Proving Once Again That the Little Touches Count
Lexington's Mother Jane, the songwriting duo of Beth Burdon and Lisa Raymond, has turned out a smooth, modern folk album that is easy on the ears, charming and adept. Basically, it's a natural for fans of Indigo Girls and Melissa Etheridge.
And that's not to say it necessarily sounds like either artist, which is sort of the point. Burden, who handles most of the lead vocal duties, has a voice quality that can work both as a down-home folk singer and as a smoky Edie Brickell type of songstress. This and some adept backing musicianship (check out Jason Poff's bass chops on "And Counting") give Mother Jane a nice, sensual groove.
One can also point to the laid-back and mostly upbeat lyrics that permeate this recording as a strength. This stuff has depth without being heavy-handed, while still having some air beneath it. "It's a Wonder" is a fairly straight ahead life-is-good tune, but its innocence and descriptiveness - "Looking out at the bird feeder / As the blackbirds steal their lunch / Watching the cardinal flutter around / Almost close enough to touch" - make it work.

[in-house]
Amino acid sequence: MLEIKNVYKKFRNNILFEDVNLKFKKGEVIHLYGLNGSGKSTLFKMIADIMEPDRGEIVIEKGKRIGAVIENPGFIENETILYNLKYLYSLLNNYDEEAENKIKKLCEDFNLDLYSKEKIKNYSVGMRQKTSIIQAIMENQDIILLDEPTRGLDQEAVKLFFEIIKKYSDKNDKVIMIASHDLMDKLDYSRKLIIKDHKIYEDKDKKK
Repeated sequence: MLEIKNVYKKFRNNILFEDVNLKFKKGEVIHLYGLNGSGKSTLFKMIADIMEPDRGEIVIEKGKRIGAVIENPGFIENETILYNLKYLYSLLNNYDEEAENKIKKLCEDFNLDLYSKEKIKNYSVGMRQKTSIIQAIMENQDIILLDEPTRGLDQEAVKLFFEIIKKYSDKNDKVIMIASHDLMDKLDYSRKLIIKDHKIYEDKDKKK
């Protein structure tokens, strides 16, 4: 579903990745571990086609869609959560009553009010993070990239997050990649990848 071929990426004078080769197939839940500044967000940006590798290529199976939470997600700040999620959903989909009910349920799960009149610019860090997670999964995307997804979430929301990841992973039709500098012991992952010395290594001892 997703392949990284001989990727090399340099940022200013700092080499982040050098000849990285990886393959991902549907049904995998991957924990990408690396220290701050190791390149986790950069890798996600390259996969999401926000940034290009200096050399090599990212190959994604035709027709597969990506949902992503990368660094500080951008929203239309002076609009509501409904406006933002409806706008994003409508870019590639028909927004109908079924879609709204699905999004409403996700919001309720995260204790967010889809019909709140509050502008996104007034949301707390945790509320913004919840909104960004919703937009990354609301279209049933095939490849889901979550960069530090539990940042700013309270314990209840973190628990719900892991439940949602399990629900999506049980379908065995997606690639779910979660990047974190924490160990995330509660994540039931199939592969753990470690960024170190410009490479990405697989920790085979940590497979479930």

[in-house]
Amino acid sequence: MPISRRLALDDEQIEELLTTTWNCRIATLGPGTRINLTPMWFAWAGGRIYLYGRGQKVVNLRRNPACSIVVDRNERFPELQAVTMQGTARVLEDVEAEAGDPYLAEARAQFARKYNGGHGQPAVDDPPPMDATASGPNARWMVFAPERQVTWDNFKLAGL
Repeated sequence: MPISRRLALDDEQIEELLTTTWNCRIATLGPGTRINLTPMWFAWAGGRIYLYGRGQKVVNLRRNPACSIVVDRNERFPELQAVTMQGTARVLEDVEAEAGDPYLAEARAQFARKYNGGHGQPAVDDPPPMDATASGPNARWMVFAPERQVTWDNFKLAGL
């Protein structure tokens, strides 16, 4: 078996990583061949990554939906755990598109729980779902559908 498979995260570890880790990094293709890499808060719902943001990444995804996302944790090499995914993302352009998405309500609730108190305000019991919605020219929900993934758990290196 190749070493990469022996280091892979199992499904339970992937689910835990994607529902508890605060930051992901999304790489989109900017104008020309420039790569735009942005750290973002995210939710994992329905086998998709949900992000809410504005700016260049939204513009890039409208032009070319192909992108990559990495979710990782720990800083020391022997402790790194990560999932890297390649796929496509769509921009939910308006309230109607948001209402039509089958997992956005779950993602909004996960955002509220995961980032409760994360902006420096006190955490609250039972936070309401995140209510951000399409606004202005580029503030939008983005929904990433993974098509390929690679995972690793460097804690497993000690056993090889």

There are enough small touches here and there, like mandolin and Hammond B3, that the songs come through as mostly fulfilled. And the little touch of slide guitar in "Look in the Mirror" conjures up a vaguely Dire Straits-like quality. (Nice touch.) All in all, the album is a winner - it's what you get when a group of friends get together and make honest music. That's never a bad thing.
Get more touches at www.motherjane.com.